From the Repeal Bill to Grenfell: is Britain over-regulated?
Britain’s parliament is facing what some say is its biggest legislative challenge. The much-trumpeted ‘Great Repeal Bill’ will decide how almost 19,000 EU legislative acts are applied once Britain is outside the bloc. This has been greeted with glee by many who voted to leave the European Union last year: at last, a chance to cut through Brussels red tape and dump those much lampooned (but real) regulations, including a ban on children under eight blowing up balloons, bans on incandescent light bulbs and rules on the grading of wonky bananas.
More serious criticism of over-regulation has centred on its hindrance to businesses and innovation. The EU has been at the forefront of applying the ‘precautionary principle’ – basically, not waiting for complete evidence before regulating, hence restricting or banning a wide range of things, from e-cigarettes to ‘chlorinated’ chicken, from the cultivation of genetically modified crops to widely used pesticides. For the burgeoning digital economy sector, it’s argued that repealing regulations such as the EU’s general data protection regulation might encourage entrepreneurial activity by removing the risk of punitive fines for data-handling mistakes. Pharmaceuticals is one of the most heavily regulated sectors, from clinical trials to advertising and labelling. Research has suggested that the Clinical Trials Directive has doubled the costs of running non-commercial trials.
Of course, blaming Brussels for heavy-handed regulation may miss a much wider trend. In recent decades, a broader culture of precaution and intervention has become established in the UK. Everything from bureaucratic planning laws and bans on building on the green belt are blamed for a shortage of housing. Endless ‘nanny state’ rules about food, drink and smoking are all homegrown and onerously restrict individuals’ lifestyle choices. Councils’ new PSPO powers allows state officials to micromanage individual behaviour, from banning busking to restricting dog-walking. The night-time economy has been a victim of local government’s strict licensing laws and prescriptive rules, leading to the closure of far too many well-known night-clubs. And, of course, homegrown health-and-safety rules can be just as daft as those emanating from the EU.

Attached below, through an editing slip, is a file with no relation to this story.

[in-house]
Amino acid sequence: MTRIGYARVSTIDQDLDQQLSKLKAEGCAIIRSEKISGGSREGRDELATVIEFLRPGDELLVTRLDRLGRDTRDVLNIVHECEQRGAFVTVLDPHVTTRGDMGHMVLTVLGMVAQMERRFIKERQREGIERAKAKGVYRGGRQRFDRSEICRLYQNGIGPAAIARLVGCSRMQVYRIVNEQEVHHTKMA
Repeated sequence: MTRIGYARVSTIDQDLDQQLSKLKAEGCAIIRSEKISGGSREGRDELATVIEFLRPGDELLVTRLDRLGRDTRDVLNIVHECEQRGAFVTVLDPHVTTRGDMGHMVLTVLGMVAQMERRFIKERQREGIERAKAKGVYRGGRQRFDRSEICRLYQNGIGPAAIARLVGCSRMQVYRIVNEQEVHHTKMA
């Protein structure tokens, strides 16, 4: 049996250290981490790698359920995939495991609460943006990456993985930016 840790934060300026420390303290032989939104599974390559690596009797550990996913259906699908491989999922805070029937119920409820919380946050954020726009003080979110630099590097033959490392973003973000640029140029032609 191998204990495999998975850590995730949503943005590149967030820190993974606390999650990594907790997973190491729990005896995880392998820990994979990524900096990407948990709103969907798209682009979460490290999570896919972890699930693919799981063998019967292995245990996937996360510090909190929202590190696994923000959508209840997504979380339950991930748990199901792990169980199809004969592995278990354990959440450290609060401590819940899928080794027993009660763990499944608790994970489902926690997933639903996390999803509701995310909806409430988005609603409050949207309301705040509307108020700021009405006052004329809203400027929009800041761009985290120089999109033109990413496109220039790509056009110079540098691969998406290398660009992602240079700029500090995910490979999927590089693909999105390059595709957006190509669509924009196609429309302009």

However, many dread that a war on the EU’s regulatory state, or indeed a broader mood of domestic deregulation, will lead to a dangerous free-for-all that will lead to fewer protections for citizens, consumers and the environment. This is particularly poignant in the wake of the horrific Grenfell Tower fire, especially as it is widely suspected the tragedy was at least partly caused by too few, or weakly enforced, regulations. For example, an all-party parliamentary group on fire safety has recently revealed they had been calling for a review into English building regulations in the 11 years leading up to the disaster. Activist and singer Billy Bragg summed up the mood, when he posted on Facebook with a photo of Grenfell Tower up in flames: ‘The next time you hear someone complaining about health and safety, or whinging (sic) about too much red tape, or demanding that for every new regulation introduced, three are removed — think of this image. And pray for the people of Grenfell Tower.’
More broadly, environmental campaigners from organisations including the RSPB, Client Earth, Greenpeace, the National Trust and Friends of the Earth (with eight million members between them) are highlighting the risks to the environment of unpicking existing EU regulations, which they argue will lower standards on everything from water quality to the vexed issue of air pollution. Shaun Spiers, chair of the Greener UK coalition, states: ‘We must commit to bringing over the precautionary principles which underpin our high environmental and wildlife standards.’ Pro-regulation campaigners worry about the consequences of handing over control to non-experts in the UK parliament. For example, the heavily regulated chemicals industry is presently ‘reined in’ by a huge EU rule book covering tens of thousands of substances. Others ask, without patent protections for drugs, will costs for the NHS be pushed up?
So, are regulations, rules and red tape unnecessary nonsense that do little to keep us safe? Or are they vital provisions we should be seeking to extend? What is the right balance between allowing individuals and companies to ‘get on with it’ and insisting upon licences, regulations and bans? Is the real problem the implementation of regulations, rather than the regulations themselves? Are there now so many regulations that simply keeping up with them all or enforcing them becomes impossible? Has the culture of precaution gone too far?